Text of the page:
Baby marmosets imitate parents’ sounds

First evidence of a primate other than humans using vocal feedback to shift from cries to adult communication

marmoset parent and child

CALL ME  New research suggests that marmoset babies, like the one shown here with its mother, learn to make communication sounds known as “phees” by getting vocal feedback from their parents. Marmosets share a neural program for early vocal learning with songbirds and humans, investigators suspect. 

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Small monkeys with white tufts of ear hair and long, striped tails may reveal some surprising new insights into how human infants learn to make speech sounds.

During the first two months of life, common marmoset monkeys (Callithrix jacchus) transform their initial cries into whistlelike calls known as “phees,” at least in part by imitating their parents’ well-timed calls, says a team led by psychologist Asif Ghazanfar of Princeton University. This is the first evidence of a nonhuman primate using vocal feedback early in life to learn how to produce mature communication sounds, the researchers report in the Aug. 14 Science.

Vocal learning plays out in marmosets much as it does in humans and songbirds, the researchers propose. In each, certain early vocal sounds gradually get modified into mature sounds via physical maturation and the experience of hearing and copying adult sounds.

A better understanding of brain areas involved in developing marmoset calls may provide a guide to untangling neural problems in young children with speech disorders, Ghazanfar suggests. “Our findings herald the marmoset monkey as a great model system for understanding the neurobiology of early vocal communication in humans and its disorders,” he says.

An ancient brain capacity for vocal learning laid the groundwork for human language learning, suggests zoologist Ofer Tchernichovski of City University of New York’s Hunter College. Tchernichovski leads a team that studies vocal development in songbirds.

Early vocal learning probably occurs in highly cooperative mammal and bird species that place a premium on communication among individuals, Tchernichovski and University of Chicago biologist Daniel Margoliash propose in a comment published in the same issue of Science.

Ghazanfar agrees. His group previously found that marmosets maintain contact when separated from other group members by exchanging “phee” calls. Vocal communication also helps to coordinate cooperative infant care, he says in the new study. Like humans, marmosets depend on parents, older siblings and other group members to help care for infants. Animals that lack cooperative infant care, such as macaque monkeys and chimpanzees, don’t exhibit early vocal learning, Ghazanfar suspects.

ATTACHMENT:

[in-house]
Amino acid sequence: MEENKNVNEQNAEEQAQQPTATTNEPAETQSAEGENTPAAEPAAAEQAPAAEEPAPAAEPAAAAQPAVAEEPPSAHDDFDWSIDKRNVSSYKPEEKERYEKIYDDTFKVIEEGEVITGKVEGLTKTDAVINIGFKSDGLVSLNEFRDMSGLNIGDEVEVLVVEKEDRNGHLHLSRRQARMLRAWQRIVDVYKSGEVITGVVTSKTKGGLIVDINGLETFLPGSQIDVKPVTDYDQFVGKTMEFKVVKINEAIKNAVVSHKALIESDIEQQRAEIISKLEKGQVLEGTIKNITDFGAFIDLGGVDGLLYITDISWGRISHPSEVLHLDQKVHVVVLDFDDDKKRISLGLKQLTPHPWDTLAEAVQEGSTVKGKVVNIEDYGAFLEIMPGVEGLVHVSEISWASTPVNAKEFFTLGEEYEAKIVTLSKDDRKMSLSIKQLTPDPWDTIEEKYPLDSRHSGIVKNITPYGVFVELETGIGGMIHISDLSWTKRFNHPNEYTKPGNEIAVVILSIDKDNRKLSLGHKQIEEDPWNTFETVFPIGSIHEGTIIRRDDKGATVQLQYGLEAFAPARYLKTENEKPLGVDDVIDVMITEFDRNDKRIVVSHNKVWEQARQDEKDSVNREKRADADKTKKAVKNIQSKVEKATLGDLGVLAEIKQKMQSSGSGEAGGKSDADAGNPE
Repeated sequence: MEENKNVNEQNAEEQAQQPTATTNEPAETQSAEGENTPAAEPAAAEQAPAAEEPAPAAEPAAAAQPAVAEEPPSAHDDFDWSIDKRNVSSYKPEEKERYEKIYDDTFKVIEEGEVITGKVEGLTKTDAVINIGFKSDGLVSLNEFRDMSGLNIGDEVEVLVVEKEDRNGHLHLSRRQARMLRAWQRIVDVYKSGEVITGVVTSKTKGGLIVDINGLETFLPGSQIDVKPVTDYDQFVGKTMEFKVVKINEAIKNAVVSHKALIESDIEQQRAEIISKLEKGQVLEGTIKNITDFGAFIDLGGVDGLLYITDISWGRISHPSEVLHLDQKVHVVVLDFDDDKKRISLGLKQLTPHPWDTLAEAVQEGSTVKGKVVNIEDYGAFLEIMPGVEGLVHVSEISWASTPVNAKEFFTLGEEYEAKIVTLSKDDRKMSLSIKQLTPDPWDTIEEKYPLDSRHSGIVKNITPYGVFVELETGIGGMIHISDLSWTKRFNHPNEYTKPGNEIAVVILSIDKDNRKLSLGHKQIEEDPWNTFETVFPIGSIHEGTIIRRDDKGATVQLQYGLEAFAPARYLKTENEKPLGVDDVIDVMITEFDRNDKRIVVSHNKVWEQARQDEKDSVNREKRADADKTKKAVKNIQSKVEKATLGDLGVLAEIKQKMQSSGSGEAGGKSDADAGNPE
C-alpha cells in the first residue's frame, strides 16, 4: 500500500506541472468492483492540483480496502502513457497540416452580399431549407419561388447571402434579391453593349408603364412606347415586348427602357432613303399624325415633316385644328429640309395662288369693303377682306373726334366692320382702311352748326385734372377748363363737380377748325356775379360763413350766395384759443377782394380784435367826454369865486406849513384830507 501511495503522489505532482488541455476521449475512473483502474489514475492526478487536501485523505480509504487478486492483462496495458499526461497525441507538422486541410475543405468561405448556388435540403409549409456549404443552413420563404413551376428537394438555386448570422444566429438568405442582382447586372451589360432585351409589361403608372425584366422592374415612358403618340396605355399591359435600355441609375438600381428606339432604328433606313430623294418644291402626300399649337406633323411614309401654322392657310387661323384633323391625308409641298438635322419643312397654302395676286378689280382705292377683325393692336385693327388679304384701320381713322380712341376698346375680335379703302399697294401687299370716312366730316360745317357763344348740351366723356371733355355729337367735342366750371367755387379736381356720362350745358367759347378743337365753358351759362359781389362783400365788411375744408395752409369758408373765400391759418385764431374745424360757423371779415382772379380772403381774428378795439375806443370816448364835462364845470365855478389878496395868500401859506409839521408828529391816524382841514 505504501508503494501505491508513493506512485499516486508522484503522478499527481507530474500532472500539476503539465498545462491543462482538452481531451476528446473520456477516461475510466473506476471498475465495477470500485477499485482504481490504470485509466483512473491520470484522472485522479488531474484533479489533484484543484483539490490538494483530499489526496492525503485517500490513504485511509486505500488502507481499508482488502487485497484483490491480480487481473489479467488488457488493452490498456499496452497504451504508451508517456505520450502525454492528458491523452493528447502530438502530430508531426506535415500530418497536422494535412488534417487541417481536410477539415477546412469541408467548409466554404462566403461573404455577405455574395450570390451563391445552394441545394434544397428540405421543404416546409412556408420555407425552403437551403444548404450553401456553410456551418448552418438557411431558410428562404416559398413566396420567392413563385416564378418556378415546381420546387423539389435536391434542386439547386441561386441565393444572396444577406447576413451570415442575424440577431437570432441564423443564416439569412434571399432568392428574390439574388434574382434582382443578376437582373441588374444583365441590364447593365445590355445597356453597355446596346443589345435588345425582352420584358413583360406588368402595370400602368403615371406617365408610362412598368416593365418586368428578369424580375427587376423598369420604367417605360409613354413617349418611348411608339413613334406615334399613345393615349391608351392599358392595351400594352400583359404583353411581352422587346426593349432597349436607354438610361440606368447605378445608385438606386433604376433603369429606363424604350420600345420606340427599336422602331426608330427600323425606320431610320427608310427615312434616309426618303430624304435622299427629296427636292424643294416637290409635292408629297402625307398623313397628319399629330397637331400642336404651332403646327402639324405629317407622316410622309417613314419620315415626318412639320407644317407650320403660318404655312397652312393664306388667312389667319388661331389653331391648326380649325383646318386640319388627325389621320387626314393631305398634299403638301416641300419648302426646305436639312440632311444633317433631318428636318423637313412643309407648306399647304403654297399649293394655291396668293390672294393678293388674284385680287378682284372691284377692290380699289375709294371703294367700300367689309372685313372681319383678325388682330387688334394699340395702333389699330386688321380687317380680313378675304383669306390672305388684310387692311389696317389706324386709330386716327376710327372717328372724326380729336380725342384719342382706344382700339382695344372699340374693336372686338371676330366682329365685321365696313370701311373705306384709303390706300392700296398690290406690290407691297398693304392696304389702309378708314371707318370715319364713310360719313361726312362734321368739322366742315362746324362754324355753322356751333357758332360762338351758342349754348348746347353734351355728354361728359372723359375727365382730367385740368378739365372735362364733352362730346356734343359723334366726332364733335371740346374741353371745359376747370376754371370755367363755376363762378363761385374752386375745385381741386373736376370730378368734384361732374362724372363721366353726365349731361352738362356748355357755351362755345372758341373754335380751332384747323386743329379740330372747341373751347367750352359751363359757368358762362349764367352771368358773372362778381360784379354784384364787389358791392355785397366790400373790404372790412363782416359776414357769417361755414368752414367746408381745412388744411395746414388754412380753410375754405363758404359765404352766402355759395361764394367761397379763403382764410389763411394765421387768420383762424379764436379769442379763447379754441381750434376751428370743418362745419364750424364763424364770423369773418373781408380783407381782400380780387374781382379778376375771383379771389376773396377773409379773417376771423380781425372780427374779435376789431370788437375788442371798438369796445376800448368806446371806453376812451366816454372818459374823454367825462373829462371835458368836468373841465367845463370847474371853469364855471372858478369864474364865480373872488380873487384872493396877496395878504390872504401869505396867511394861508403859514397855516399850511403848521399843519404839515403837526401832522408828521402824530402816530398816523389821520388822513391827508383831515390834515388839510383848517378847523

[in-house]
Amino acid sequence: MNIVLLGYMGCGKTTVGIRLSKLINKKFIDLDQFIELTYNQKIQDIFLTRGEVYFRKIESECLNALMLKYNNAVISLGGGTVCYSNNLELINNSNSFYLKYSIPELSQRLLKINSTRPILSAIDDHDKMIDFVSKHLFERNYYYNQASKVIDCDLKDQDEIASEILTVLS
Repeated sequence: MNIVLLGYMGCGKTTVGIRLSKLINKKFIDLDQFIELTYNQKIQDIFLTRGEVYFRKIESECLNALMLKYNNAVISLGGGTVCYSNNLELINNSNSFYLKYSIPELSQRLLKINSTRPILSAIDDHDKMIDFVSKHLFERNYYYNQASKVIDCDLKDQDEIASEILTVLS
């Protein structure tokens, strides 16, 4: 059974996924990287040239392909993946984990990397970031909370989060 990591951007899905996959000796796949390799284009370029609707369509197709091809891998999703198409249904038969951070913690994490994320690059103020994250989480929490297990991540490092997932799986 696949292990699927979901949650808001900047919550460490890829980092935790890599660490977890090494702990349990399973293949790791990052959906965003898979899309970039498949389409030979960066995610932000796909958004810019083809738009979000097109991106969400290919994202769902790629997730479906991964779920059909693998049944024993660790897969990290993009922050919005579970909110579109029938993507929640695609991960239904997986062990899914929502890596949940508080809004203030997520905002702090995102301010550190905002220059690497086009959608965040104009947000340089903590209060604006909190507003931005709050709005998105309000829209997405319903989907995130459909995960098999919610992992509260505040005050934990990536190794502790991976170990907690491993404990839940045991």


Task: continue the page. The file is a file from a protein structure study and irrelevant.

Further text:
He and his colleagues evaluated the acoustic properties of sounds — including the length of vocalizations — made by 10 common marmosets from the first day after birth to two months of age. Baby monkeys were recorded while they were briefly alone and could not hear any of their group mates, as well as when they could hear, but not see, their mothers or fathers vocalizing.

Infants started out making acoustically indistinct cries and then slightly more discrete sounds, both of which the researchers regard as precursors of “phees.” Increases in respiratory function accompanied monkeys’ expanding use of “phee” sounds. Physical maturation of the lungs and larynx, or voice box, stabilizes breathing and helps young marmosets to produce “phee” sounds, Ghazanfar says.

But maturation displayed little relation to infants’ rapid shifts to producing more “phees” than cries. The timing of those changeovers varied from around 10 days to 40 days after birth. Rates of physical growth, indicated by weight gains, did not correspond closely to monkeys’ vocal transitions. Instead, babies who received the greatest number of vocal responses from their parents within five seconds of making their own call sounds showed the earliest vocal advances.

Early and late transitions to adult call sounds among six marmoset siblings, each with the same mother and father, also corresponded to the varying numbers of vocal responses each of them received from their parents. So it’s unlikely that a genetic tendency in some families to produce “phee” sounds early or late in infancy explains the results, Ghazanfar says.   

Marmosets and humans probably share a basic brain system for early vocal learning, although further studies with larger numbers of marmosets are needed to confirm the new results, says psycholinguist D. Kimbrough Oller of the University of Memphis. Early vocal development is more complex in people than in marmosets, Oller adds (SN: 5/4/13, p. 17).

Bruce Bower has written about the behavioral sciences for Science News since 1984. He writes about psychology, anthropology, archaeology and mental health issues.

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